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Summer Sale | Take 15% Off ALL House Plans | Code: SUMMER15
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All About Accessory Dwelling Units (ADUs)

by Rachel Lyon, Editorial Director for The House Designers®

When space is at a premium and you want more, consider adding an accessory dwelling unit (ADU) to your property! These smaller structures can be whatever you need—an office for you, a guest suite for family, a playroom for the kids, etc.—and a lot of homeowners are seeing the value in trading some of their open lot outside for additional interior square footage. If this sounds like the solution you’ve been looking for, here are some things to know before building an ADU.


House Plan 7220 packs 312 square feet into an affordable, rectangular shape with energy-efficient 2x6 framing. It features office/studio space, a full bath with a stall shower, a mini kitchenette, and stacked laundry.

Check with the Building Department

Every jurisdiction has its own rules and regulations, so start by making sure you’re able to build another structure on your property. What you’re allowed to do can also be affected by your specific plot of land—you may have to work around easements or curb the size of another building to ensure you don’t go over your lot coverage maximum. While they can seem restrictive, these limitations are important; they ensure things like utilities remain accessible if repairs are necessary and that enough soil is open to absorb rain and prevent flooding. You’ll also have to take zoning for setbacks, maximum allowable height, etc., into account—get all this information first so you know the parameters you have to work with!

The permits needed to build will also vary depending on your goals. Building departments classify garages, sheds, and ADUs differently; if you don’t need the full apartment setup, you might get more leeway. For instance, if your plan is to create a basic office or playroom, you don’t have to worry about plumbing and the structure could qualify as a shed, which usually allows for more placement options and might not even require a building permit if it’s small enough. When in doubt, run your ideas by a contractor who knows the ins and outs of building in your area.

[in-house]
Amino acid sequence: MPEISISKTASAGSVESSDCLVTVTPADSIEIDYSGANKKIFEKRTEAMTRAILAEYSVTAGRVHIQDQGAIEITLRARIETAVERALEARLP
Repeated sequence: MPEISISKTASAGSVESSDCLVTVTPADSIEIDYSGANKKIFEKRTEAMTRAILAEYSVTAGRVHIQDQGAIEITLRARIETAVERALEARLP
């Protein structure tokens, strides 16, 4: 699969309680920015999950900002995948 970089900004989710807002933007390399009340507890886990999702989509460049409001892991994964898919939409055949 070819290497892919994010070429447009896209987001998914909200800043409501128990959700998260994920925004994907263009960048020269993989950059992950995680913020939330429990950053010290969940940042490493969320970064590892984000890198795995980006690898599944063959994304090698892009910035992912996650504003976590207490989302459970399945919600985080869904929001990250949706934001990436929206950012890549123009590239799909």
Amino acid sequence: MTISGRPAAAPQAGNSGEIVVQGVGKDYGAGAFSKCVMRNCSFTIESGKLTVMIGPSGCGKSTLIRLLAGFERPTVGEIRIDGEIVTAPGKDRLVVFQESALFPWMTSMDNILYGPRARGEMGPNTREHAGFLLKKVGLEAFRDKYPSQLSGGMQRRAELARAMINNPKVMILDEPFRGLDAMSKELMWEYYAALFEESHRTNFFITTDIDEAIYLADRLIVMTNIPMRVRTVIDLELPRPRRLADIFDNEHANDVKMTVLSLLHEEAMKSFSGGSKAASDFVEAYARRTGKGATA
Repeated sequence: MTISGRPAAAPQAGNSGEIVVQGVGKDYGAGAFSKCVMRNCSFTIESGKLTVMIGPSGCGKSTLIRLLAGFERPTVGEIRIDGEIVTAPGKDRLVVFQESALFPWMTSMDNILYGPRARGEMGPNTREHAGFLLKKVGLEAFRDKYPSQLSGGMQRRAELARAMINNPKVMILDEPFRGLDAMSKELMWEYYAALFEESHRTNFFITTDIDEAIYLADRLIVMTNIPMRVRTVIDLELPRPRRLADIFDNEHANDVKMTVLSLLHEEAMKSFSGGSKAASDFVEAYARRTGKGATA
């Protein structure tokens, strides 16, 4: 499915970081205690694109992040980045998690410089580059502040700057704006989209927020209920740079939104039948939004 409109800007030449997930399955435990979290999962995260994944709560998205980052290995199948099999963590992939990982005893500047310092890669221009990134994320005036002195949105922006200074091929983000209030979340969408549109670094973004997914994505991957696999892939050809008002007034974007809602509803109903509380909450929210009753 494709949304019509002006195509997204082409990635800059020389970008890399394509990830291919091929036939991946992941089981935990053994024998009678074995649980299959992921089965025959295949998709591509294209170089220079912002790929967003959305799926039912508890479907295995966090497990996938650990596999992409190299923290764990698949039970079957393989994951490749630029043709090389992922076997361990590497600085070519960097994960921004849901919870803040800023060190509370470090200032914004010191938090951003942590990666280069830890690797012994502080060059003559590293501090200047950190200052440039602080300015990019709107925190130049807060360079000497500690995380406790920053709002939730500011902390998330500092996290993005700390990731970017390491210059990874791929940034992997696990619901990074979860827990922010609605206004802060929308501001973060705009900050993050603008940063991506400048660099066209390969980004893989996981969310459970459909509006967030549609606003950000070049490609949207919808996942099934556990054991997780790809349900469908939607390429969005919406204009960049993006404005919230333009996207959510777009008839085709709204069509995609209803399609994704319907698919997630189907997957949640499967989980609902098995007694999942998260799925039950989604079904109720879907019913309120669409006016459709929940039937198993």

If you want a bit more space, House Plan 4296 delivers 480 square feet with a defined bedroom separate from the living spaces. If you need more still, House Plan 4300 has another bedroom suite and a loft upstairs for a total of 780 square feet, all within the same HxWxD dimensions!

Be Realistic about Cost

Even a tiny home can come with a huge price tag if you let it, so make sure to explore options and lay out a budget. An ADU with all the trimmings—a bathroom and kitchen—will cost significantly more to build for its size than a regular house. Why? Plumbing and appliances are expensive and plain square footage—living and sleeping space—is not. Where you would expect a regular family house to cost $100 to $150 per square foot, an ADU with the same amenities in a much smaller size would be more like $300 to $400 per square foot. As size increases, price per square foot decreases, but the final bill probably won’t.

If you don’t need the full ADU setup, you can trim some of the cost down. Guests often won’t use laundry facilities if they stay short-term, or you may be willing to share the laundry room in the main house if necessary. They may also prefer to eat out while on vacation or dine with you if they’re family, so a mini kitchenette or no kitchen at all could suffice. On the other hand, if you’re building an ADU to generate income with renters, putting in the money to create a fully functional living space will attract more people and support a higher rental cost that will offset the price to build over time. Have a plan for your ADU and you’ll be able to make the right choices going into the project.


If you need oversized parking or extra storage, House Plan 8734 would make a great choice. It features two large parking bays that face forward and a smaller one that faces back, opening onto a covered patio. There’s also a one-bedroom apartment with an island kitchen and 784 square feet!

Look Beyond the ADU

If you limit your search to blueprints labeled as accessory dwelling units, you may end up paying more and/or miss out on other features you could use. Make a list of what you want and then see what you find that fits it! Many garage plans include office space and/or full apartments, so if you also need more parking, one of them would make a great choice. Tiny homes also come with a wide array of features—sort from smallest to largest to see the spectrum from basic bunkrooms with screened porches, to studio-style arrangements, to fully apportioned one-bedroom homes in 400 square feet or less! If you have the space, feel free to explore the larger plans in the collection; they max out at 1,000 square feet and most ADUs fall into the 600-1,200 range, so there are plenty more suitable designs to consider. They come in one- and two-story layouts and in different shapes and architectural styles to fit in anywhere!

Whatever sort of home or add-on structure you have in mind, let us know! Our collection includes all kinds, everything from rudimentary bunkhouses and garages to tiny houses and beyond. Please don’t hesitate to contact us if you need any help finding what you’re looking for, or if you’d like to modify a plan you’ve found to suit your exact requirements.


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